It is so ordered.

 *

Judge (now Justice) Scalia was a member of the panel at the time this case was argued, but did not participate in this opinion

 1

More particularly, the Commission established two presumptions: First, that the parties to a natural gas contract know currently what their intent was when they executed the contract; and second, that they are truthful in their assertions regarding that intent. Order on Rehearing Order 23-B at p. 30,475

 2

The Fifth Circuit, in a more recent encounter with the Pennzoil litigation, criticized the Opinion 77 formulation but refrained from passing dispositive judgment on it, observing that "Opinion 77 is not before this Court." Pennzoil Co. v. FERC, 789 F.2d 1128, 1138-39 & n. 27 (5th Cir. 1986). This 1986 Pennzoil decision does not specifically address the restatement of the Opinion 77 formulation in Opinion 135

 3

The judicial review provisions of the NGA and NGPA, 15 U.S.C. §§ 717r(b), 3416(a) (4), authorize review petitions filed in a court of appeals within sixty days after the Commission acts on an application for rehearing; these review prescriptions render the court's judgment "final, subject to review by the Supreme Court ... upon certiorari or certification."

 4

Moreover, the Order 23 series is solidly in place as to all the parties here, because the protest procedure affords interested persons an opportunity to urge that special circumstances or subsequent events call for an exception in particular instances. See Permian Basin Area Rate Cases, 390 U.S. 747, 770, 780-81, 88 S. Ct. 1344, 1361, 1366-67, 20 L. Ed. 2d 312 (1968); United States v. Storer Broadcasting Co., 351 U.S. 192, 205, 76 S. Ct. 763, 771, 100 L. Ed. 1081 (1955). What is no longer arguably in court as a result of the 1981 Pennzoil decision is the appropriateness of using a private contract frame of reference and, particularly, the intent-based standards of private contract law. Cf. Gulf Oil Corp. v. FERC, 575 F.2d 67, 72 (3d Cir. 1978)

 5

A recent Commission decision, Texas Gas Transmission Corp., Opinion 216, 27 FERC p 61,181 (May 7, 1984), demonstrates that the burden of production, contrary to petitioners' forecast, is not "insurmountable." Third-party protestors in that case met the threshold burden. Notably, the evidence held sufficient was not specific to an individual contract; rather, it contrasted the parties' course of dealings in other contracts with the intent they asserted as to the contract in dispute. See Brief for Respondent at 28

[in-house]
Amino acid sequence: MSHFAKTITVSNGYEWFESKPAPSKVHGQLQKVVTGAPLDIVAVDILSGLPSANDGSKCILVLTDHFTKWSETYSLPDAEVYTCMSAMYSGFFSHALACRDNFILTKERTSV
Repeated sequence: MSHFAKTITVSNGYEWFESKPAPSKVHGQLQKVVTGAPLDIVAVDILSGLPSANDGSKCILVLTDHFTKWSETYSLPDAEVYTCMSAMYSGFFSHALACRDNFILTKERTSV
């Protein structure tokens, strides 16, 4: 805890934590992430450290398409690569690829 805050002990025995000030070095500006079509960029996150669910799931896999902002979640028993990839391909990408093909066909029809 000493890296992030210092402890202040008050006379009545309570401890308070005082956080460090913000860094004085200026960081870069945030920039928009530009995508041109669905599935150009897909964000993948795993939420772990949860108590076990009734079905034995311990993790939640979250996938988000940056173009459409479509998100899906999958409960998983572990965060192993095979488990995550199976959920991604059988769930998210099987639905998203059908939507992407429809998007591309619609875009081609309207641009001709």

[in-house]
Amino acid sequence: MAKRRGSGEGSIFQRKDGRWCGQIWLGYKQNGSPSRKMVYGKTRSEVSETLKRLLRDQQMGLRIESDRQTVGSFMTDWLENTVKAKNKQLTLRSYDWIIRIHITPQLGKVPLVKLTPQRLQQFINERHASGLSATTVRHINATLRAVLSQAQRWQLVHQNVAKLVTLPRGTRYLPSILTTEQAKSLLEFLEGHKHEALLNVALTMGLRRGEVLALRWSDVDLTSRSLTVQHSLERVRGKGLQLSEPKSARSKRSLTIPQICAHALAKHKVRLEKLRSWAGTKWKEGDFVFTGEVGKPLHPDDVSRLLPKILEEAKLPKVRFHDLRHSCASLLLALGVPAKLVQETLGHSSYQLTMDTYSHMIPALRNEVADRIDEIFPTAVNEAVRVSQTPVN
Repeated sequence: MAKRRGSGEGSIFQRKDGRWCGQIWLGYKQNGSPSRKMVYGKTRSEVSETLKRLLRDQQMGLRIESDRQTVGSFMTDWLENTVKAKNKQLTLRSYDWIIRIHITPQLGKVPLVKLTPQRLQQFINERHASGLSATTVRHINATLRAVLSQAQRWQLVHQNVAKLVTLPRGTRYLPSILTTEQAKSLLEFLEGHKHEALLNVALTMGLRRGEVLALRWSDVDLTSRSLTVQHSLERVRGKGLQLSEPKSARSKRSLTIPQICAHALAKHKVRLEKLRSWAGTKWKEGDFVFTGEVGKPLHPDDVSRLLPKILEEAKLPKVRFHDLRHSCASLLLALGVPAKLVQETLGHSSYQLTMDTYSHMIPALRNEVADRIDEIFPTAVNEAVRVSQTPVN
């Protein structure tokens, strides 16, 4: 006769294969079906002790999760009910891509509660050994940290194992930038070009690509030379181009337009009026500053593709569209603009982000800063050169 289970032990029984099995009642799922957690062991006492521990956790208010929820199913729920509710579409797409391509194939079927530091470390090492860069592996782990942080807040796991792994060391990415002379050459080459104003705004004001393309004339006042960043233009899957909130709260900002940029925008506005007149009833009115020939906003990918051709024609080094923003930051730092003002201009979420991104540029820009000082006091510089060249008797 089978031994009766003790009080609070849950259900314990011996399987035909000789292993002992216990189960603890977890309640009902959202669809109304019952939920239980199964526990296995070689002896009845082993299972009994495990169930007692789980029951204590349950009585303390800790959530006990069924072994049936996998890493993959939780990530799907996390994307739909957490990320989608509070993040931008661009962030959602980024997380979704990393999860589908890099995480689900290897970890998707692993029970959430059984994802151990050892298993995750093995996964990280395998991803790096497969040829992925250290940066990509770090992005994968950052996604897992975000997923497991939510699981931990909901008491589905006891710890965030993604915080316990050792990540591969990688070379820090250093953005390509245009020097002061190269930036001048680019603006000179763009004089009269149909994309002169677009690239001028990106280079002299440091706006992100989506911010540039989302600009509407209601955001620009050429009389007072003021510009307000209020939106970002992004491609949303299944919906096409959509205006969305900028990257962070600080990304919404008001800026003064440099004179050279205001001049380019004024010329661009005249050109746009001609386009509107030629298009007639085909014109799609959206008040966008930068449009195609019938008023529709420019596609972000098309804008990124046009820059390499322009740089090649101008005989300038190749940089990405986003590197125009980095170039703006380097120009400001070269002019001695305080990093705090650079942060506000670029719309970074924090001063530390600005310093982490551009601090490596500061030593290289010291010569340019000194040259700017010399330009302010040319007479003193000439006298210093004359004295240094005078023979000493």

6

Petitioners also submitted offers of proof in the form of letters between the contracting parties at the time of the NGPA's passage. See Opinion 215, 27 FERC at p. 61,335. These letters reveal the parties' uncertainty whether area rate clauses would be held sufficient to authorize collection of NGPA ceiling prices. Petitioners assert that the letters showing uncertainty specifically contradict the contracting parties' current assertion. The Commission, however, agreed with the Chief ALJ that portions of the letters "actually tend to support the contracting parties' " interpretation. Id. at p. 61,338. We have no warrant to instruct the Commission that evidence at best ambiguous as to the parties' intent must be accepted as sufficient to carry the petitioners' burden of production

 7

In fact, Mr. Donkin himself seemed to understand that this was the goal of his testimony. At the outset of his prepared materials, in response to a question as to the purpose of his proffered evidence, Donkin stated that he had been asked "to examine the reasonableness of the Commission's presumption in favor of the contracting parties...." Brief for Petitioners, Appendix A at 2

 8

The Commission argues that, in any event, the Donkin testimony is not sufficiently reliable and probative to allow the protests to go forward. Having upheld the Commission's determination that the testimony constituted an impermissible collateral attack on the Order 23 rulemaking series, we do not address the reliability or probativeness of the evidence